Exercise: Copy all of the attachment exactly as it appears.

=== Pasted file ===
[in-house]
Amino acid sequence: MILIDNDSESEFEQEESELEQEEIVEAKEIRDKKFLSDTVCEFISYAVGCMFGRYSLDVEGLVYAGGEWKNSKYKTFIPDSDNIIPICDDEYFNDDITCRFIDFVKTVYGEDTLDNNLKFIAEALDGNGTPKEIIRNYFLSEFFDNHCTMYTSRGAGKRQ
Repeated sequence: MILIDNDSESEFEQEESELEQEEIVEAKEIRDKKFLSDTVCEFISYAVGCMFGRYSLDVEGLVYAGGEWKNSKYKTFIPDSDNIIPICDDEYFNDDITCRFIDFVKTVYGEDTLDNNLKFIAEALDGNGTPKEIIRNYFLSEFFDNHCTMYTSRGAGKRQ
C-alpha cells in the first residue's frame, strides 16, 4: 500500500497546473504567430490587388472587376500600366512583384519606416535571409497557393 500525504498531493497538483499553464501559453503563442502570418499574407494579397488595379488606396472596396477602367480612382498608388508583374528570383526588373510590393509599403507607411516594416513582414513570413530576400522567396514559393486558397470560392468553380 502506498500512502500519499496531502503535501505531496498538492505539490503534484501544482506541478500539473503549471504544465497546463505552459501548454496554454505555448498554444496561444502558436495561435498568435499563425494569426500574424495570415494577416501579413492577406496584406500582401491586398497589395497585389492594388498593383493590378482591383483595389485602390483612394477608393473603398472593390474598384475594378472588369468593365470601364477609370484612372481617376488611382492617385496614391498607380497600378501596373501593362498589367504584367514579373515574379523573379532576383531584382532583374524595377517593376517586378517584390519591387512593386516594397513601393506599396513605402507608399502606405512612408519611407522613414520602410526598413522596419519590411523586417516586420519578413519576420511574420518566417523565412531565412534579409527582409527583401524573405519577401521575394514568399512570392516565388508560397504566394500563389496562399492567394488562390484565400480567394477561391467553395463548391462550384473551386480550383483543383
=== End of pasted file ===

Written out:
[in-house]
Amino acid sequence: MILIDNDSESEFEQEESELEQEEIVEAKEIRDKKFLSDTVCEFISYAVGCMFGRYSLDVEGLVYAGGEWKNSKYKTFIPDSDNIIPICDDEYFNDDITCRFIDFVKTVYGEDTLDNNLKFIAEALDGNGTPKEIIRNYFLSEFFDNHCTMYTSRGAGKRQ
Repeated sequence: MILIDNDSESEFEQEESELEQEEIVEAKEIRDKKFLSDTVCEFISYAVGCMFGRYSLDVEGLVYAGGEWKNSKYKTFIPDSDNIIPICDDEYFNDDITCRFIDFVKTVYGEDTLDNNLKFIAEALDGNGTPKEIIRNYFLSEFFDNHCTMYTSRGAGKRQ
C-alpha cells in the first residue's frame, strides 16, 4: 500500500497546473504567430490587388472587376500600366512583384519606416535571409497557393 500525504498531493497538483499553464501559453503563442502570418499574407494579397488595379488606396472596396477602367480612382498608388508583374528570383526588373510590393509599403507607411516594416513582414513570413530576400522567396514559393486558397470560392468553380 502506498500512502500519499496531502503535501505531496498538492505539490503534484501544482506541478500539473503549471504544465497546463505552459501548454496554454505555448498554444496561444502558436495561435498568435499563425494569426500574424495570415494577416501579413492577406496584406500582401491586398497589395497585389492594388498593383493590378482591383483595389485602390483612394477608393473603398472593390474598384475594378472588369468593365470601364477609370484612372481617376488611382492617385496614391498607380497600378501596373501593362498589367504584367514579373515574379523573379532576383531584382532583374524595377517593376517586378517584390519591387512593386516594397513601393506599396513605402507608399502606405512612408519611407522613414520602410526598413522596419519590411523586417516586420519578413519576420511574420518566417523565412531565412534579409527582409527583401524573405519577401521575394514568399512570392516565388508560397504566394500563389496562399492567394488562390484565400480567394477561391467553395463548391462550384473551386480550383483543383